Not being one to jump on any bandwagons, trends have never appealed to me. If it’s all the rage, I’m probably not doing it or buying it or seeing it or listening to it. I’ve missed out on some things that way, I admit, but the idea of getting on board with something because it is en vogue has often sent me looking for alternatives. Most of the time I’ve been vindicated, but some things proved me wrong and I had to come around to the trend eventually. The Hydro Flask was one example. Every colleague and client had one, but I just couldn’t bring myself to get excited about a modern day canteen. Until … I did. And then I understood what all the buzz was about. Now I own three of them. I can admit when I am wrong.
Digital photography was another “trend” I shunned. When I was in college in the early 80s (yes, I know), a friend who was a Photography major taught me how to shoot her 35mm film camera, a Canon AE-1. I remember the first time I went “live” as a photographer on the sidelines of one of our college football games. It was so invigorating; I felt like I was seeing things in a way that nobody else could. I loved everything about it — the crisp fall air, being near the action, and most of all getting the shot. Even as a beginner it resonated with me and I knew then it was something I could embrace.
Soon after that my mom gifted me a 35mm camera for Christmas — a Minolta X-370 — and I was on my way. I shot film photography for years as a hobby and thoroughly enjoyed it. But when the digital camera craze hit the scene some years later and everybody became a “photographer” overnight, I no longer wanted anything to do with it. It felt cheap and too easy, so I gave it up. Over the years I missed photography. I had some small digital cameras for travel, and of course, with smartphones came a new wave of digital art, but I never invested any real time in it. I never discussed how much I had loved it, and I never allowed myself to pursue it again because I didn’t want to be just another schmuck with a camera. In retrospect, it was my loss.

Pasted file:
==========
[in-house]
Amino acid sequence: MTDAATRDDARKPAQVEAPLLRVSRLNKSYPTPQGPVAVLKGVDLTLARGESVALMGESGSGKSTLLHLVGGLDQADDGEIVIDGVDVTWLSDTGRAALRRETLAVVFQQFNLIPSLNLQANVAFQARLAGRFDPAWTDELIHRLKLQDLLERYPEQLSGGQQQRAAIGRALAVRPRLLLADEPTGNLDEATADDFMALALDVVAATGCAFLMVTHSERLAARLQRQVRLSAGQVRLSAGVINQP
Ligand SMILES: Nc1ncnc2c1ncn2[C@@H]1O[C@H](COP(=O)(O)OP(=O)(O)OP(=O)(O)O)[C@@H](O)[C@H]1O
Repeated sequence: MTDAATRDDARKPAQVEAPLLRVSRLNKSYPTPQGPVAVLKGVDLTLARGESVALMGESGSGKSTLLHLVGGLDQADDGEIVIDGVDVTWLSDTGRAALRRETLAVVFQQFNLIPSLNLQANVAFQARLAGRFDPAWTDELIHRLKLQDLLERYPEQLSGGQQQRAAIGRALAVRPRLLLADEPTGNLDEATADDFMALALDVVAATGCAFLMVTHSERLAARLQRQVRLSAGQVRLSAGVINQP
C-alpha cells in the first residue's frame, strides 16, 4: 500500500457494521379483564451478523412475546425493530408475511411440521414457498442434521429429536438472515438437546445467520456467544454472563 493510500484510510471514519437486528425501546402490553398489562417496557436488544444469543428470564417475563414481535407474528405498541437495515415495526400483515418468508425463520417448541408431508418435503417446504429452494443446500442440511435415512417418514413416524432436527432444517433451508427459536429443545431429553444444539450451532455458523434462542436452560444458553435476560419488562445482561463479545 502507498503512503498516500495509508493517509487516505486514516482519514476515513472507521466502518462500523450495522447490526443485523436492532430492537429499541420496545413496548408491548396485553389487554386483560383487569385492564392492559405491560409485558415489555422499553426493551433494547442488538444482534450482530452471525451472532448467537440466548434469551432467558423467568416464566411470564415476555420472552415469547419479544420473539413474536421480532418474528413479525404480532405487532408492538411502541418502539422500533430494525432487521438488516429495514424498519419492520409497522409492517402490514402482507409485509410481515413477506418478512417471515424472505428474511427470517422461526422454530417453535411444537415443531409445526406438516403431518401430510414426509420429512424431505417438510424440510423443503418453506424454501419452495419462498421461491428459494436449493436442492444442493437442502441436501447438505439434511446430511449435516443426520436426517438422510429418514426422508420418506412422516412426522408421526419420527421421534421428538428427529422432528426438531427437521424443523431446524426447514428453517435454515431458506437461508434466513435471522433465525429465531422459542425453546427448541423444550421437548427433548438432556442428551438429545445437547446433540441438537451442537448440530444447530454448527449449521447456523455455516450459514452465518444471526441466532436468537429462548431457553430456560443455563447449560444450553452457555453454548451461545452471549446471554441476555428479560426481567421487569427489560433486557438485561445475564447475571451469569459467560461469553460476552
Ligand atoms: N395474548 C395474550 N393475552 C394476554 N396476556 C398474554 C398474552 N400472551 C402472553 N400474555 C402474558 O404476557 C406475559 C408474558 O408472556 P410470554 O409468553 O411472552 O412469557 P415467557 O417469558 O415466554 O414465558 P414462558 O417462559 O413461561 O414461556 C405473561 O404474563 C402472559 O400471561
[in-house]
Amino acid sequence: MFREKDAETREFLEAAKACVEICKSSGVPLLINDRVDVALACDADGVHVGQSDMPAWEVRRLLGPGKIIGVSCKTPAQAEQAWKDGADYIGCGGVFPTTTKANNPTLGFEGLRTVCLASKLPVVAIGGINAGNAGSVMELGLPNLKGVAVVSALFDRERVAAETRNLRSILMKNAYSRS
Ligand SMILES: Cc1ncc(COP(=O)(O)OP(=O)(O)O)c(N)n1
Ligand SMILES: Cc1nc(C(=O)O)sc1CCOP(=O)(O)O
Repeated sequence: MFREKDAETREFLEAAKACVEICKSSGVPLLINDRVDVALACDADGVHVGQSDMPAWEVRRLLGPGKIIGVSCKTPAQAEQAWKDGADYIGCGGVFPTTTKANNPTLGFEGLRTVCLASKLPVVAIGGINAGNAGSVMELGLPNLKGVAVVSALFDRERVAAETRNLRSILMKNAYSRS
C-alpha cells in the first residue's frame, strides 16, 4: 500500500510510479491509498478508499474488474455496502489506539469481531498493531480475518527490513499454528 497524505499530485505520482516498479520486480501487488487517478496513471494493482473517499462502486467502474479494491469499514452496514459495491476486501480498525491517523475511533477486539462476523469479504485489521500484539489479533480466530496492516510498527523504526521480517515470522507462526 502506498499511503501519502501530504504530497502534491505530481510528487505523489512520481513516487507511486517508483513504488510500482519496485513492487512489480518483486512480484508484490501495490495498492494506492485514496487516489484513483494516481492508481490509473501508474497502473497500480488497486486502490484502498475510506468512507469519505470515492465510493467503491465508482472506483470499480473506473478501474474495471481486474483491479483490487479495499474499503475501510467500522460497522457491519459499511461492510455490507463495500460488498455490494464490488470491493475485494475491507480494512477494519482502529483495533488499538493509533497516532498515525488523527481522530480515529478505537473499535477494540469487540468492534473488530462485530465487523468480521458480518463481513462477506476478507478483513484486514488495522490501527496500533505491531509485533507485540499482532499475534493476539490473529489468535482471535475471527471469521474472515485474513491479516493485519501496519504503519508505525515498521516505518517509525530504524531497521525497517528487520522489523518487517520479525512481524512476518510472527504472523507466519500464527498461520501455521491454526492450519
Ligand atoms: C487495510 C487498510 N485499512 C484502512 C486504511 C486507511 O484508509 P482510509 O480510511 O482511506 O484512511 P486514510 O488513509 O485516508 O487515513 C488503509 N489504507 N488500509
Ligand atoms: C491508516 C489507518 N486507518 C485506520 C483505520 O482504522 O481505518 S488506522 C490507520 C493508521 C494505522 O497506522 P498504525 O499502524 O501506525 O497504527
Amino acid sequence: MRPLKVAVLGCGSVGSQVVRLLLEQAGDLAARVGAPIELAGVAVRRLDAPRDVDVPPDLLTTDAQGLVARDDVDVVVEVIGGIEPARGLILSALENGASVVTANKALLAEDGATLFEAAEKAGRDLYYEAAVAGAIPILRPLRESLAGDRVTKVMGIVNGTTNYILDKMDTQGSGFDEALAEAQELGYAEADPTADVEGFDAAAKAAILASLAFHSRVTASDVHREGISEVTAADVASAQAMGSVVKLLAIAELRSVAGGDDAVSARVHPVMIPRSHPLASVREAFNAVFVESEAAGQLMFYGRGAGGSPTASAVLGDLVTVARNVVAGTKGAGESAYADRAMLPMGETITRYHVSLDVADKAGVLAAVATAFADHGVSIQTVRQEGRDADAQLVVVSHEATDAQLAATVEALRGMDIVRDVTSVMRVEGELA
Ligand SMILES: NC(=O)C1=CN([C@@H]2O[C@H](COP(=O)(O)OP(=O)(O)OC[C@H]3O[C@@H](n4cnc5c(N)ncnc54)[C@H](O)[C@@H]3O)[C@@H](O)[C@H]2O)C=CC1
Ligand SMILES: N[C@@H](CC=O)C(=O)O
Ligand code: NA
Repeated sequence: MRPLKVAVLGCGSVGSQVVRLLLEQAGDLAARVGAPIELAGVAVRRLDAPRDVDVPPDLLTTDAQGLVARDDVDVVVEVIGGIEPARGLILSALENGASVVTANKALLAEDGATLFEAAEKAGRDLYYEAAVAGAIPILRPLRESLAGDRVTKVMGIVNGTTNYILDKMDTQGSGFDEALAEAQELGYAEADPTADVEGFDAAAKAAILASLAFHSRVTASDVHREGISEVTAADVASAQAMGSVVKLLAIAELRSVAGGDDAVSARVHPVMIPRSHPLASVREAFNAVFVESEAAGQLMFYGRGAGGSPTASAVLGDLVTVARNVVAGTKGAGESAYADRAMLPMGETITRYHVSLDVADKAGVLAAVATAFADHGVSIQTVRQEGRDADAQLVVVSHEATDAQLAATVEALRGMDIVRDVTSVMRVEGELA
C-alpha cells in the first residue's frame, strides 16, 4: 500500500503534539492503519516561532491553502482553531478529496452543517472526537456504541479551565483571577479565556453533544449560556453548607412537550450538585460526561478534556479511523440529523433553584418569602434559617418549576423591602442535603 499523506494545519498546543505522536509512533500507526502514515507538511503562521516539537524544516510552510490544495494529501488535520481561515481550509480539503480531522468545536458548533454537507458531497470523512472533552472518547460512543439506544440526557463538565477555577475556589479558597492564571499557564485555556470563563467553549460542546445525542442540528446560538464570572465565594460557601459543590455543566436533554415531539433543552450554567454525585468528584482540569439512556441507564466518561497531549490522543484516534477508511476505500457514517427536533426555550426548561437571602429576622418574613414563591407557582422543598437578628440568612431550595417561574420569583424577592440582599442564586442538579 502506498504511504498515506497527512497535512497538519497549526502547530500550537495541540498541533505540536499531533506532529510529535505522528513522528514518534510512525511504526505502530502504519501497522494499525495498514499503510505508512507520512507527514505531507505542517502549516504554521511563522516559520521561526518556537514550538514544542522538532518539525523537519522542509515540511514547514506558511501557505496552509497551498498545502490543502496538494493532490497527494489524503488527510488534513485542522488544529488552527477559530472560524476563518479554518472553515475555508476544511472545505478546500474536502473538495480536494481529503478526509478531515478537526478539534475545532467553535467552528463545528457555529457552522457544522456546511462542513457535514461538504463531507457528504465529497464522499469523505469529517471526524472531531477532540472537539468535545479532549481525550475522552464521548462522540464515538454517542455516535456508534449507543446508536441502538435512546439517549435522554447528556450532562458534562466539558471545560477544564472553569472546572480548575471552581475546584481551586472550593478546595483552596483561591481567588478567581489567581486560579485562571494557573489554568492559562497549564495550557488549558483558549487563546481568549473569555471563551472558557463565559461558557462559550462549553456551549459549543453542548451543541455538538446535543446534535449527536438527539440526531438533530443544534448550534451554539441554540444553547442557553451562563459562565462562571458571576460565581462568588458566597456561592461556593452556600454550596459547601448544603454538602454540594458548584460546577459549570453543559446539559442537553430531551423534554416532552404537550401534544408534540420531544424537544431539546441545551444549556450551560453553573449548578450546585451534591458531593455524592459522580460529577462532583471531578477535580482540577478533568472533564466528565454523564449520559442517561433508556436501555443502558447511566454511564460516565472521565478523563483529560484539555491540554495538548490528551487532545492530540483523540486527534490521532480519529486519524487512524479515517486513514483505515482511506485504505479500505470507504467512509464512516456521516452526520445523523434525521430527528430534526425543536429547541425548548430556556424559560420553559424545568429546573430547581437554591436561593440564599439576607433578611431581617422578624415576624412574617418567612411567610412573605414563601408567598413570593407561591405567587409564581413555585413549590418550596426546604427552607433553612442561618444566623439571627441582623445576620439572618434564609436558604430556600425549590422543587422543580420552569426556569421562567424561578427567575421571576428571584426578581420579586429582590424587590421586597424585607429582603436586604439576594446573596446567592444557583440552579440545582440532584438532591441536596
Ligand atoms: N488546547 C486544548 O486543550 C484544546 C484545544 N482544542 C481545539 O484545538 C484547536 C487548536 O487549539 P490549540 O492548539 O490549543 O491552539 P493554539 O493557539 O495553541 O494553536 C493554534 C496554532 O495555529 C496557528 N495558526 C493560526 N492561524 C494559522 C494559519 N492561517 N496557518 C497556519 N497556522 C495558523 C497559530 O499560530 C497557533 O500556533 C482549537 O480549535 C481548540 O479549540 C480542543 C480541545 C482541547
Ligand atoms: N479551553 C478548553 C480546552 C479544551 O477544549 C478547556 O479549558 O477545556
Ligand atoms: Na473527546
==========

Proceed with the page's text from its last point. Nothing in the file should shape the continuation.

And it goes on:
Then Covid turned the world on its head and I was hard pressed to fill my time. I finally got around to watching Downton Abbey a decade after it had been released (no trends for me!), but that was only 52 episodes. How I had lived without Maggie Smith’s Dowager Countess in my life is a mystery. As the pandemic raged, I stared at the nightly news in stunned slack-jawed horror. I couldn’t pull myself away from the circus of reality show style press conferences, sky rocketing statistics of unemployment and death, the shut down of the global community, and the endless accounts of how people were being impacted by this pandemic. Our household suddenly became part of the demographic that suffered job loss, discontinued health insurance, unrealistic COBRA expenses, and navigating the unemployment system. Then, as luck would have it, that same friend from college sent me a text out of the blue saying she had found a good deal on a camera and that I should check it out. The timing could not have been better.
So, in August of 2020 I bought a digital camera — a Panasonic Lumix DMC FZ1000 with a Leica lens — and once again I was on my way. A bridge camera that filled a niche between the SLR and point and shoot models, it was the perfect camera to get me started again, and exactly the therapy I needed during the pandemic. I became a backyard birder and discovered that the universe outside my windows could provide a lot of entertainment and distraction in these crazy times. I no longer cared if I looked like “just another schmuck with a camera.” In fact, I rather liked it. And I always had my Hydro Flask nearby, too. 🙂 Sometimes late to the game is right on time.